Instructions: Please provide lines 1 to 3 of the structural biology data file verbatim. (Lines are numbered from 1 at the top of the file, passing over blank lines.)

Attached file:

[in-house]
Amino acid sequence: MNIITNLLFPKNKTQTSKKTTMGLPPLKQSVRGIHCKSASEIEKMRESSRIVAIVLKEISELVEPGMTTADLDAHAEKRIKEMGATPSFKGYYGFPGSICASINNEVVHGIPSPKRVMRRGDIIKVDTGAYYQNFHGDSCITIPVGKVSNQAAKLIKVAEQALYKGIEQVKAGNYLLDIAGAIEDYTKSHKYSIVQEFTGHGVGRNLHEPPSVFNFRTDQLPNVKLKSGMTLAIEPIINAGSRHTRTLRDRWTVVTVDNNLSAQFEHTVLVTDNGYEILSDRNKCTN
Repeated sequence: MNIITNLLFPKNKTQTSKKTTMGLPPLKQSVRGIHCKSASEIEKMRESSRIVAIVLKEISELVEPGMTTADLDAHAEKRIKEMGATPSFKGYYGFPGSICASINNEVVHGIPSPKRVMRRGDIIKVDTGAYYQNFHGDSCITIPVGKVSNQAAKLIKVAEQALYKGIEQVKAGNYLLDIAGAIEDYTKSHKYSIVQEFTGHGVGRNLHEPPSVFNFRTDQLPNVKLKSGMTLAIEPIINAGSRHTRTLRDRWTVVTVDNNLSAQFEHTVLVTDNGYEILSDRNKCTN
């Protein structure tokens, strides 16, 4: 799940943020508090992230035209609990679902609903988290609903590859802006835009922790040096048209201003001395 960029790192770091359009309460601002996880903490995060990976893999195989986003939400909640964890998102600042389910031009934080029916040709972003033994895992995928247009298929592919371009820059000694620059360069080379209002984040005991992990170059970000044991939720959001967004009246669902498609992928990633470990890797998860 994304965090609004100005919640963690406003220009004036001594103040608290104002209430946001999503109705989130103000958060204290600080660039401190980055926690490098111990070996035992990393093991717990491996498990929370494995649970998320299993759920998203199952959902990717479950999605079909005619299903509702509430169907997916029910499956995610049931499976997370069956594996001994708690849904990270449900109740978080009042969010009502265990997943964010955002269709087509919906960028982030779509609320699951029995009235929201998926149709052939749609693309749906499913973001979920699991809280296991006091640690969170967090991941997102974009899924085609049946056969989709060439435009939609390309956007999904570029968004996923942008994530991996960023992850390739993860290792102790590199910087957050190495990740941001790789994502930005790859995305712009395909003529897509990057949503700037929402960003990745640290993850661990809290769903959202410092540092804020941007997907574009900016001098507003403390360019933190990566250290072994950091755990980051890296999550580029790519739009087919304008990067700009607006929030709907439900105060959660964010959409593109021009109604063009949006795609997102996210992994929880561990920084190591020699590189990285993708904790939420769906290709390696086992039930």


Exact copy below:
[in-house]
Amino acid sequence: MNIITNLLFPKNKTQTSKKTTMGLPPLKQSVRGIHCKSASEIEKMRESSRIVAIVLKEISELVEPGMTTADLDAHAEKRIKEMGATPSFKGYYGFPGSICASINNEVVHGIPSPKRVMRRGDIIKVDTGAYYQNFHGDSCITIPVGKVSNQAAKLIKVAEQALYKGIEQVKAGNYLLDIAGAIEDYTKSHKYSIVQEFTGHGVGRNLHEPPSVFNFRTDQLPNVKLKSGMTLAIEPIINAGSRHTRTLRDRWTVVTVDNNLSAQFEHTVLVTDNGYEILSDRNKCTN
Repeated sequence: MNIITNLLFPKNKTQTSKKTTMGLPPLKQSVRGIHCKSASEIEKMRESSRIVAIVLKEISELVEPGMTTADLDAHAEKRIKEMGATPSFKGYYGFPGSICASINNEVVHGIPSPKRVMRRGDIIKVDTGAYYQNFHGDSCITIPVGKVSNQAAKLIKVAEQALYKGIEQVKAGNYLLDIAGAIEDYTKSHKYSIVQEFTGHGVGRNLHEPPSVFNFRTDQLPNVKLKSGMTLAIEPIINAGSRHTRTLRDRWTVVTVDNNLSAQFEHTVLVTDNGYEILSDRNKCTN